Egyptian Coptic child’s tunic, circa 4th-5th century CE, published in a 1995 book by Eric Gubel, est. $3,500-$4,500


Symbolic of the mysterious and endlessly fascinating society of Ancient Egypt, Lot 7 is a circa 4th-5th century CE Coptic textile child’s tunic (shown above) that is featured in a book written by Eric Gubel and published by Pandora in 1995. “The Coptics were the descendants of the Ancient Egyptians, and their culture coincided with the fall of the Roman Empire. Coptic artisans created masterpieces of textile art that were exported throughout the Roman and Byzantine Empires,” Teresa Dodge noted. The child’s tunic is decorated in shades of russet, cream and dark earth tones, with diamond-shape appliques, concentric red circles and striations. Ready to be displayed in its glass-faced floating wood frame, the tunic is estimated at $3,500-$4,500.

Shown below, a museum-quality Japanese Edo (circa 1603-1868 CE) bronze samurai kabuto (helmet) vessel is richly adorned with cloisonné in abstract floral and geometric motifs. The form itself is quite impressive, with a high dome-form, removable lid decorated with a kanamono crest with rising wing-like elements flanking a chrysanthemum, symbolic of the Japanese monarchy. A luxurious armament of this type would have reflected not only a samurai warrior’s elite status, but also their appreciation for the arts. Formerly in the William Scollard collection, Los Angeles, it is estimated at $8,000-$12,000.


Japanese Edo (circa 1603-1868 CE) bronze and cloisonné samurai-helmet urn, est. $8,000-$12,000


Among the Russian icons to be auctioned is a rare 19th-century artwork depicting an emaciated Mary of Egypt, an extreme ascetic and hermit, standing near the river Jordan. Flanked by an archangel protector, she wears the nimbus of sainthood. Surrounding the main image are other panels depicting the Holy Land, Jesus Christ, John the Baptist, and other Biblical figures. Estimate: $3,500-$5,000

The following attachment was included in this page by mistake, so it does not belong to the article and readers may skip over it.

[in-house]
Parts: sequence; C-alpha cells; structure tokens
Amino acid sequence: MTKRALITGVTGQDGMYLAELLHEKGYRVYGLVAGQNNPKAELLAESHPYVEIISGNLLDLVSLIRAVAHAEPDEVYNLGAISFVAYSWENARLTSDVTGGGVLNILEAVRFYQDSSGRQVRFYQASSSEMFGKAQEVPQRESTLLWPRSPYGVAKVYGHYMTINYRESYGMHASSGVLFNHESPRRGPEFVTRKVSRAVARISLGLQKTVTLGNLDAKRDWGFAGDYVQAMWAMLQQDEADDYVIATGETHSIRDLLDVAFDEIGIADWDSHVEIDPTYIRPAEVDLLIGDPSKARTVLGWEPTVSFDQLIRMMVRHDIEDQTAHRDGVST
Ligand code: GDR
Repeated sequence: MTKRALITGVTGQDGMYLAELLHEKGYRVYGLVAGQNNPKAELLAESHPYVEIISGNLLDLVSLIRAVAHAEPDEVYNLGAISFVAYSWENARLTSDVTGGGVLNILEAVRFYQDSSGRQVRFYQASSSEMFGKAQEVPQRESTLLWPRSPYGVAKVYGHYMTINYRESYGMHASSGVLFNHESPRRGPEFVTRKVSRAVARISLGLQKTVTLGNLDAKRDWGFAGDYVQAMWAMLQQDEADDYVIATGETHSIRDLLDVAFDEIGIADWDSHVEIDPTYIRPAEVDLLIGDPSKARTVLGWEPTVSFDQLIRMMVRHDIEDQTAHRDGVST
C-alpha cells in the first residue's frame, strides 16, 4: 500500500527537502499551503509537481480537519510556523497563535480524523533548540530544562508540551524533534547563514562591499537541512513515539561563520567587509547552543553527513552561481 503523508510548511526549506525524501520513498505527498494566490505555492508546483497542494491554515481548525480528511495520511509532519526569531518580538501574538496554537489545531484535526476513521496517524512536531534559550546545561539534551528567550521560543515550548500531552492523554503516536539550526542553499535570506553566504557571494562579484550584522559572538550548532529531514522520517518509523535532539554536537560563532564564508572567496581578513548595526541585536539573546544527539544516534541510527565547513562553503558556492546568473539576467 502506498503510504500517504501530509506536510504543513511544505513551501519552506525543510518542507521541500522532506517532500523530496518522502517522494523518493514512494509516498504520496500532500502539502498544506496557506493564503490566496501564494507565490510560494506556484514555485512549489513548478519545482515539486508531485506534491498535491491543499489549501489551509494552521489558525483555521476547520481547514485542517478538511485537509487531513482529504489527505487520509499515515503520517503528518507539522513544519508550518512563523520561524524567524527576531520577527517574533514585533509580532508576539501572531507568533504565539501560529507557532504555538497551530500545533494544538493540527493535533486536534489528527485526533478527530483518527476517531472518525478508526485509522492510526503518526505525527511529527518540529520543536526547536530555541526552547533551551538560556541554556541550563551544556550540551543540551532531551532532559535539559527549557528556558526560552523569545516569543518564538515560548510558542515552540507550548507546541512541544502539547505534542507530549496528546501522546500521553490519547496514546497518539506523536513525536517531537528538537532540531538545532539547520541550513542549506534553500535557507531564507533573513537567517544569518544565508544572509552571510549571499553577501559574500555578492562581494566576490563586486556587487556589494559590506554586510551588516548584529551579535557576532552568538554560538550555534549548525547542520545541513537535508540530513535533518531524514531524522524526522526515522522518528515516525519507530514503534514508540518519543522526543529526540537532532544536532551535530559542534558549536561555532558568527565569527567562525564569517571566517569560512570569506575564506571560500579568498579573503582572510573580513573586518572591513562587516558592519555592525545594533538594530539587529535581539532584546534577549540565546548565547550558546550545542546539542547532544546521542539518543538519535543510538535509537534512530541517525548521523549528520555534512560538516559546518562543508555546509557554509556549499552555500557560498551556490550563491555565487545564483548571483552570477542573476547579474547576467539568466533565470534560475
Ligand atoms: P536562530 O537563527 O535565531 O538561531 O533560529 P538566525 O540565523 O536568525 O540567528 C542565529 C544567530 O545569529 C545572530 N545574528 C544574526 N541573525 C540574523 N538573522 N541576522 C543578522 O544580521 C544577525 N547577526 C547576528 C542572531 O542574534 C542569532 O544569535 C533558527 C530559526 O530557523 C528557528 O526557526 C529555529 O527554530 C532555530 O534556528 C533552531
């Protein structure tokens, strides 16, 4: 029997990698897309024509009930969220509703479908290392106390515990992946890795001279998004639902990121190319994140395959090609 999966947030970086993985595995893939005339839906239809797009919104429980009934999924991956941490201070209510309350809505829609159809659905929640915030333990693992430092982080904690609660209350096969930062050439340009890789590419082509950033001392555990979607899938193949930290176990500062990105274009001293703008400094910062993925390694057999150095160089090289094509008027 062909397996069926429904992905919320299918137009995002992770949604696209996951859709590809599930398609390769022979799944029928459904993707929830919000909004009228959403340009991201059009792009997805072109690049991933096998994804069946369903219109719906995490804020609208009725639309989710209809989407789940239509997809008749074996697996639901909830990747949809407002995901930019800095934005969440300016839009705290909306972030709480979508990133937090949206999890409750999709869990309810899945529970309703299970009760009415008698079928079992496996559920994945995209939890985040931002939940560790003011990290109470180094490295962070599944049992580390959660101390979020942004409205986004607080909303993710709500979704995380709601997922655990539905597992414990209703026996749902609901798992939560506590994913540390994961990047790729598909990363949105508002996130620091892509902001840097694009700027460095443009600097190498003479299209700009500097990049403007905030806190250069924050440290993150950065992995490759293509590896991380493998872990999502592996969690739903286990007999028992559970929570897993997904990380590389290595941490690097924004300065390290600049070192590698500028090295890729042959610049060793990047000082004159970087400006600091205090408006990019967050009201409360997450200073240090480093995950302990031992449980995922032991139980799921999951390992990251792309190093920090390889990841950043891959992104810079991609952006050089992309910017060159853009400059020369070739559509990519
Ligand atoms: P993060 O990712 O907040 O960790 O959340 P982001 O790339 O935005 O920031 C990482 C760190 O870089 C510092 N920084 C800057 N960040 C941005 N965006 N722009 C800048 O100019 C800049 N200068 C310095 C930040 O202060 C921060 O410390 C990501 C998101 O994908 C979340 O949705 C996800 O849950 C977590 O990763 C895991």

Rare 19th-century Russian icon depicting Mary of Egypt and other Biblical figures, egg tempera and gold leaf on wood, est. $3,500-$5,000

Geological specimens comprise an area of growing interest to Artemis Gallery’s many regular buyers. One of several remarkable examples to be offered on Sept. 14 is Lot 47E, which contains a druzy geode cluster in “cathedral” form with vibrant citrine crystals. Found in Brazil, this sale highlight, shown below, is perhaps 500 million years old. As with all other items in the auction, it is legal to buy/sell under terms of the US cultural patrimony statute and will be accompanied by an Artemis Gallery Certificate of Authenticity. Estimate: $3,000-$4,500


Large Brazilian geodes with vibrant yellow citrine crystals, Brazil, Geologic, perhaps 500 million years old, 13 x 25 inches, est. $3,000-$4,500


The sale begins at 10 a.m. Eastern Time and will be conducted simultaneously through For additional information about any item in the auction, call Teresa Dodge at 720-502-5289 or email Online: